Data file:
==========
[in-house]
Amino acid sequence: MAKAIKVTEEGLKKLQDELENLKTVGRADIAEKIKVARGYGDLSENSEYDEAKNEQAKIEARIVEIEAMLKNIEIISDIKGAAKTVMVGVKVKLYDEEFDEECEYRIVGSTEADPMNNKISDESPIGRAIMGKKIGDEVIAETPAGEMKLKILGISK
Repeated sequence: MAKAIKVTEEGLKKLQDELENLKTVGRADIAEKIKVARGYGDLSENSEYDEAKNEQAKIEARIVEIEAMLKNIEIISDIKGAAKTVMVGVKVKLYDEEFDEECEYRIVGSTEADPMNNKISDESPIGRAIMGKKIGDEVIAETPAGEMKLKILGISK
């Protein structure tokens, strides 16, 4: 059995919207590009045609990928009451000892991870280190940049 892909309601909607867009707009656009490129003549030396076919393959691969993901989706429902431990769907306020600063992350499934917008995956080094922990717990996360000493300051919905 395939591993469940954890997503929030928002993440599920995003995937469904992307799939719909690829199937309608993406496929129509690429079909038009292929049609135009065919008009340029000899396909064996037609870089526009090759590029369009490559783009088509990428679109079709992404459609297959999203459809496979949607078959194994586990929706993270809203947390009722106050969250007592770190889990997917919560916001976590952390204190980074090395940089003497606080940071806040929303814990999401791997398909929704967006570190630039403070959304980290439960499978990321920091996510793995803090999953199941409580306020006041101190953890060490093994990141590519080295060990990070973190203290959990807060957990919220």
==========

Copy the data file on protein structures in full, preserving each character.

[in-house]
Amino acid sequence: MAKAIKVTEEGLKKLQDELENLKTVGRADIAEKIKVARGYGDLSENSEYDEAKNEQAKIEARIVEIEAMLKNIEIISDIKGAAKTVMVGVKVKLYDEEFDEECEYRIVGSTEADPMNNKISDESPIGRAIMGKKIGDEVIAETPAGEMKLKILGISK
Repeated sequence: MAKAIKVTEEGLKKLQDELENLKTVGRADIAEKIKVARGYGDLSENSEYDEAKNEQAKIEARIVEIEAMLKNIEIISDIKGAAKTVMVGVKVKLYDEEFDEECEYRIVGSTEADPMNNKISDESPIGRAIMGKKIGDEVIAETPAGEMKLKILGISK
């Protein structure tokens, strides 16, 4: 059995919207590009045609990928009451000892991870280190940049 892909309601909607867009707009656009490129003549030396076919393959691969993901989706429902431990769907306020600063992350499934917008995956080094922990717990996360000493300051919905 395939591993469940954890997503929030928002993440599920995003995937469904992307799939719909690829199937309608993406496929129509690429079909038009292929049609135009065919008009340029000899396909064996037609870089526009090759590029369009490559783009088509990428679109079709992404459609297959999203459809496979949607078959194994586990929706993270809203947390009722106050969250007592770190889990997917919560916001976590952390204190980074090395940089003497606080940071806040929303814990999401791997398909929704967006570190630039403070959304980290439960499978990321920091996510793995803090999953199941409580306020006041101190953890060490093994990141590519080295060990990070973190203290959990807060957990919220």